And he will continue campaigning in a bubble where photo-ops replace open and frank discussion:
Harper’s strategy of refusing to take more than five questions a day from reporters amounts to a gross disservice to the public. Four of the permitted questions (generally two in French and two in English) go to reporters following Harper’s campaign, while the fifth is allotted to a local scribe, wherever the Conservative news conference that day happens to be staged. It’s a fragmented format that renders it almost impossible for reporters’ questions to build momentum and bear down on an issue.Maybe that's why he couldn't fill a small stadium for a rally, where he again focused on his paranoid vision of a "dangerous coalition".
Harpers rivals, in contrast, are far more open with the media — willing to subject themselves, and their policies, to some barbed questions in an effort to get their message out to voters. That’s as it should be. Few Canadians are able to follow the ins and outs of an election first-hand. Reporters serve as the public’s eyes and ears on the campaign trail. Ultimately, voters are the ones denied access and explanations through Harper’s five question format.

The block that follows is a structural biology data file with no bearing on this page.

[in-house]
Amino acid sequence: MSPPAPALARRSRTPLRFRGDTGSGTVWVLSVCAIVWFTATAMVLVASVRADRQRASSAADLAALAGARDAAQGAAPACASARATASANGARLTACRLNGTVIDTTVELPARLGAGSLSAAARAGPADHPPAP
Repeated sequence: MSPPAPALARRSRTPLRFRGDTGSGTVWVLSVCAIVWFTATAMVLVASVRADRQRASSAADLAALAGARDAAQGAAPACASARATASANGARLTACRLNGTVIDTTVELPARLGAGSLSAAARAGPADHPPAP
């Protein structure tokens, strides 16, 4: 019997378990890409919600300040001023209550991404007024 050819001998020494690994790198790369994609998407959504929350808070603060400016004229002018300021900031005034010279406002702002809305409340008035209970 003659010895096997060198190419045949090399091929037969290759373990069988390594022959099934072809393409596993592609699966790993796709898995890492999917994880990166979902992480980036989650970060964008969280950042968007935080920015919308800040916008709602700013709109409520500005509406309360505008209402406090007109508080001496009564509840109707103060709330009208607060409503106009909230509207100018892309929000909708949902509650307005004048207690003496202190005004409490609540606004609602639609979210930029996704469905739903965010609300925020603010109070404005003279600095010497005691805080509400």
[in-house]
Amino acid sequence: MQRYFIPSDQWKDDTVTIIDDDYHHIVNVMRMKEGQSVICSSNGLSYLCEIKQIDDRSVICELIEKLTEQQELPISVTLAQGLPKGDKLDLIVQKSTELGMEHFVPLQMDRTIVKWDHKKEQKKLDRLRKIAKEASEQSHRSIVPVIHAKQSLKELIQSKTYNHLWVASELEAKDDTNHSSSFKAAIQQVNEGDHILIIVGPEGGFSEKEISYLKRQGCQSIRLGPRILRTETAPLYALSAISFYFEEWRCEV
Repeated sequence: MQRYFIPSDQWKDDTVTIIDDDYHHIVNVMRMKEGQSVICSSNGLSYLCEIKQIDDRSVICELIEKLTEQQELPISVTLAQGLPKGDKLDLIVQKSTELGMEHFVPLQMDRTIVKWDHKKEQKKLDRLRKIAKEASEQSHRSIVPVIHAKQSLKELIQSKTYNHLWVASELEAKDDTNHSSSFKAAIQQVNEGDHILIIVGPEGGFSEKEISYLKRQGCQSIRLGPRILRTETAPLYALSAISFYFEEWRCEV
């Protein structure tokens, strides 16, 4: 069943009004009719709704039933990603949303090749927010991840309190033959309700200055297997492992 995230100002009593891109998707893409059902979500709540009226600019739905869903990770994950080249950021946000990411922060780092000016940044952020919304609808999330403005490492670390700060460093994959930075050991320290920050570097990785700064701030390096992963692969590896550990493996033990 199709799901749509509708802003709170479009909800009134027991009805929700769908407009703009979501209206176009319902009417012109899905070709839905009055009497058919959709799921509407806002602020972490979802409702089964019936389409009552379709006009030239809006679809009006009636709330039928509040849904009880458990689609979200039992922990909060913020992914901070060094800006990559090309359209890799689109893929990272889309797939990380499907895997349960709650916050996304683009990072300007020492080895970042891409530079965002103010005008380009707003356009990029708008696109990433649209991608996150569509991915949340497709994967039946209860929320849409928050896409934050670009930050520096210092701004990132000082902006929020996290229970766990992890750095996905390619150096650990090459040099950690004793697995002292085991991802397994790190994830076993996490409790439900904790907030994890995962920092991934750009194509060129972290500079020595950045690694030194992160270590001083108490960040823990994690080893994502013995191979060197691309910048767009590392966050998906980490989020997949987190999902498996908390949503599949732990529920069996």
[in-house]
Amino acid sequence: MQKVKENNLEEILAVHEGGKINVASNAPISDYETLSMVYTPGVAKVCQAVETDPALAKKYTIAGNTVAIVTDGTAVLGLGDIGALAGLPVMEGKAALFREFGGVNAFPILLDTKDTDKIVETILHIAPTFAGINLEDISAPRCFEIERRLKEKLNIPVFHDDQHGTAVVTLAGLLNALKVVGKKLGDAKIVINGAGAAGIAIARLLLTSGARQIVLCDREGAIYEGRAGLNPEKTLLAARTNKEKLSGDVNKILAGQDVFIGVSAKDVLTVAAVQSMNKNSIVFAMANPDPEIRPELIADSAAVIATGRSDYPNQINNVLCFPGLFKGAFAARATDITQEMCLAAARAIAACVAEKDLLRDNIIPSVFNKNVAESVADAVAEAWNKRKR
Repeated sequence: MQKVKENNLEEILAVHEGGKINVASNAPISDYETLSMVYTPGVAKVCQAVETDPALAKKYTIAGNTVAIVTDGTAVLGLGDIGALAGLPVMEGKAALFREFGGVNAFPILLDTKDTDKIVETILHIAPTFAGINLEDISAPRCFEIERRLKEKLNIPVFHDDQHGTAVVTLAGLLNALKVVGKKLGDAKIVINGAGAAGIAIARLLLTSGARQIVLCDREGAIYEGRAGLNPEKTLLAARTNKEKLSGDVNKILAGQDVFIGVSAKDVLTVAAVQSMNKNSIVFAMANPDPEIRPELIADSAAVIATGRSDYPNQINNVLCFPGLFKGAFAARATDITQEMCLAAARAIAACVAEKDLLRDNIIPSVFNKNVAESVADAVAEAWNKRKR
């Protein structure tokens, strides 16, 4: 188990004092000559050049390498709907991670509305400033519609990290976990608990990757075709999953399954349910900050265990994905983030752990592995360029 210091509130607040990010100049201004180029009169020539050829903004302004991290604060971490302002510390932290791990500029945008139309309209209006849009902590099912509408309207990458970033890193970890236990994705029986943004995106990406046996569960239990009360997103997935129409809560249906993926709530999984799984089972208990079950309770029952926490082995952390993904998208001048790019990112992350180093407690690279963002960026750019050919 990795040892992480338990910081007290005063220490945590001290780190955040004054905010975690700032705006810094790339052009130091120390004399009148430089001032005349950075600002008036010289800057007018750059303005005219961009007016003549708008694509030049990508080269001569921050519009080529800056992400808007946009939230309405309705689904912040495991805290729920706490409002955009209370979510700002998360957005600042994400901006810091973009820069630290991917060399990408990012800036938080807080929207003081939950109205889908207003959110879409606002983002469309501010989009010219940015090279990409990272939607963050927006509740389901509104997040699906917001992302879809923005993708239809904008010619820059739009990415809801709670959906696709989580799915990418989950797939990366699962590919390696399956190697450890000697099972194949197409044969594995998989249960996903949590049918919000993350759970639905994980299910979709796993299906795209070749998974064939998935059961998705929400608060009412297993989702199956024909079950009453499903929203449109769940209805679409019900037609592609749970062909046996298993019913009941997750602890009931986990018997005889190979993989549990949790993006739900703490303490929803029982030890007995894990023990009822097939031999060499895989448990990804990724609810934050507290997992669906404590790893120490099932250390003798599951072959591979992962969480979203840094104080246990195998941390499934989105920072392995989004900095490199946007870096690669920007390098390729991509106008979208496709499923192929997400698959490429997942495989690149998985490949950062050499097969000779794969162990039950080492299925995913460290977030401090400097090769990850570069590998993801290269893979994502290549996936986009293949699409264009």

The Liberal platform announced online was an instant hit, prompting Bob Fife to tweet that Michael Ignatieff did not use a teleprompter, while Harper can't leave home without one (my paraphrase).
The differences between the style of these two leaders is astronomical.
Harper focuses on the inanimate 'economy' while Ignatieff focuses on 'people'. Harper's promises are for some distant time, while the Liberals plan to tackle important issues NOW.
It makes my choice pretty clear.